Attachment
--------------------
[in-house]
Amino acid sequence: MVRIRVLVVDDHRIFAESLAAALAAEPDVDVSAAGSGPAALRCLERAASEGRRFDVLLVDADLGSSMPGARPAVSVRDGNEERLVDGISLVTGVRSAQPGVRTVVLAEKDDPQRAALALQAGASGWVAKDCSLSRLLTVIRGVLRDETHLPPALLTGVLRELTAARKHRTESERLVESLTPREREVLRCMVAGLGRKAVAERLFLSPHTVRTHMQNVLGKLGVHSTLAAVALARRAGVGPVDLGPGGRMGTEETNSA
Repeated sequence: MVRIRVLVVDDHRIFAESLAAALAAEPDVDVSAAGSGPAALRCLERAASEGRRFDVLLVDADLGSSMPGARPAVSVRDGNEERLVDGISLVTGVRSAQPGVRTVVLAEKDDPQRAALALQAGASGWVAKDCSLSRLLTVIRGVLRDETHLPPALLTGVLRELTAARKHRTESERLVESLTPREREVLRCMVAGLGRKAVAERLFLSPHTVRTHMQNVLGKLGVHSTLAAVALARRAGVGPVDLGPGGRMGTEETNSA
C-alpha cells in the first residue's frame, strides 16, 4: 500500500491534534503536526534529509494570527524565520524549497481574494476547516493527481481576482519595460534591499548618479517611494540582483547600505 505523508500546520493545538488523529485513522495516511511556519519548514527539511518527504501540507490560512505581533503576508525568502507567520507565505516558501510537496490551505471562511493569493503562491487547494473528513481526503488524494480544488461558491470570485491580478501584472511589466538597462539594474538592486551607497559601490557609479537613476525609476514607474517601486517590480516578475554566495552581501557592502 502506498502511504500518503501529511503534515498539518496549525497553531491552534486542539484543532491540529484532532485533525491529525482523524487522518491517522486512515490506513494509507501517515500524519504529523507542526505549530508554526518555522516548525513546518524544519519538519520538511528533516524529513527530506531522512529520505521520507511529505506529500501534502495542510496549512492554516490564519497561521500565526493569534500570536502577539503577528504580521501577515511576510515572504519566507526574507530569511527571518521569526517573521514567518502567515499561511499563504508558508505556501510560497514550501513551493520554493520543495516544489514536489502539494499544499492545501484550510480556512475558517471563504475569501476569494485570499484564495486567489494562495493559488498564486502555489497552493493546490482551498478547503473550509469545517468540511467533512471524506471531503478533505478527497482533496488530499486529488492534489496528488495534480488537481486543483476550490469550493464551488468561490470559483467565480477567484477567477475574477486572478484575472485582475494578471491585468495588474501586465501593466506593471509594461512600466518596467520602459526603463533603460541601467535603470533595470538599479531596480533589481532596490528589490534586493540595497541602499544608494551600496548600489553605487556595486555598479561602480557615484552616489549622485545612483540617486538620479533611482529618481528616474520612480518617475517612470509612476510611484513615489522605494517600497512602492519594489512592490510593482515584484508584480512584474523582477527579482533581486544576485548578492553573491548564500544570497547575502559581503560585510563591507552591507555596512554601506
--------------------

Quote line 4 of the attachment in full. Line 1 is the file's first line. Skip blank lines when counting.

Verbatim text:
C-alpha cells in the first residue's frame, strides 16, 4: 500500500491534534503536526534529509494570527524565520524549497481574494476547516493527481481576482519595460534591499548618479517611494540582483547600505 505523508500546520493545538488523529485513522495516511511556519519548514527539511518527504501540507490560512505581533503576508525568502507567520507565505516558501510537496490551505471562511493569493503562491487547494473528513481526503488524494480544488461558491470570485491580478501584472511589466538597462539594474538592486551607497559601490557609479537613476525609476514607474517601486517590480516578475554566495552581501557592502 502506498502511504500518503501529511503534515498539518496549525497553531491552534486542539484543532491540529484532532485533525491529525482523524487522518491517522486512515490506513494509507501517515500524519504529523507542526505549530508554526518555522516548525513546518524544519519538519520538511528533516524529513527530506531522512529520505521520507511529505506529500501534502495542510496549512492554516490564519497561521500565526493569534500570536502577539503577528504580521501577515511576510515572504519566507526574507530569511527571518521569526517573521514567518502567515499561511499563504508558508505556501510560497514550501513551493520554493520543495516544489514536489502539494499544499492545501484550510480556512475558517471563504475569501476569494485570499484564495486567489494562495493559488498564486502555489497552493493546490482551498478547503473550509469545517468540511467533512471524506471531503478533505478527497482533496488530499486529488492534489496528488495534480488537481486543483476550490469550493464551488468561490470559483467565480477567484477567477475574477486572478484575472485582475494578471491585468495588474501586465501593466506593471509594461512600466518596467520602459526603463533603460541601467535603470533595470538599479531596480533589481532596490528589490534586493540595497541602499544608494551600496548600489553605487556595486555598479561602480557615484552616489549622485545612483540617486538620479533611482529618481528616474520612480518617475517612470509612476510611484513615489522605494517600497512602492519594489512592490510593482515584484508584480512584474523582477527579482533581486544576485548578492553573491548564500544570497547575502559581503560585510563591507552591507555596512554601506